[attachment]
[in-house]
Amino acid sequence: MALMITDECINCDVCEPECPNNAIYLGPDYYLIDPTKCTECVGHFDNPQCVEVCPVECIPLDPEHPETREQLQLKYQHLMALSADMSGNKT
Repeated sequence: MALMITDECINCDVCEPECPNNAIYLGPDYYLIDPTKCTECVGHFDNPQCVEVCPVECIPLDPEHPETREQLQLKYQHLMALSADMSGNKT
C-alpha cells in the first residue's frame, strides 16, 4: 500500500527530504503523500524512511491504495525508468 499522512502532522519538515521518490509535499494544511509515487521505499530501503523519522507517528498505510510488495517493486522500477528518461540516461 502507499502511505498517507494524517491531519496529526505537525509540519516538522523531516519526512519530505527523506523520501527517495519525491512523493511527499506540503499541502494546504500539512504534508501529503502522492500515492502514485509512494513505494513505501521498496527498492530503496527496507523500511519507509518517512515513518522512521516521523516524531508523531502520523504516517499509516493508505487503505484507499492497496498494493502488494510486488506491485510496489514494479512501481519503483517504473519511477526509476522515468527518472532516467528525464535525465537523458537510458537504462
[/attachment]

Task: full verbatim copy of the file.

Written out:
[in-house]
Amino acid sequence: MALMITDECINCDVCEPECPNNAIYLGPDYYLIDPTKCTECVGHFDNPQCVEVCPVECIPLDPEHPETREQLQLKYQHLMALSADMSGNKT
Repeated sequence: MALMITDECINCDVCEPECPNNAIYLGPDYYLIDPTKCTECVGHFDNPQCVEVCPVECIPLDPEHPETREQLQLKYQHLMALSADMSGNKT
C-alpha cells in the first residue's frame, strides 16, 4: 500500500527530504503523500524512511491504495525508468 499522512502532522519538515521518490509535499494544511509515487521505499530501503523519522507517528498505510510488495517493486522500477528518461540516461 502507499502511505498517507494524517491531519496529526505537525509540519516538522523531516519526512519530505527523506523520501527517495519525491512523493511527499506540503499541502494546504500539512504534508501529503502522492500515492502514485509512494513505494513505501521498496527498492530503496527496507523500511519507509518517512515513518522512521516521523516524531508523531502520523504516517499509516493508505487503505484507499492497496498494493502488494510486488506491485510496489514494479512501481519503483517504473519511477526509476522515468527518472532516467528525464535525465537523458537510458537504462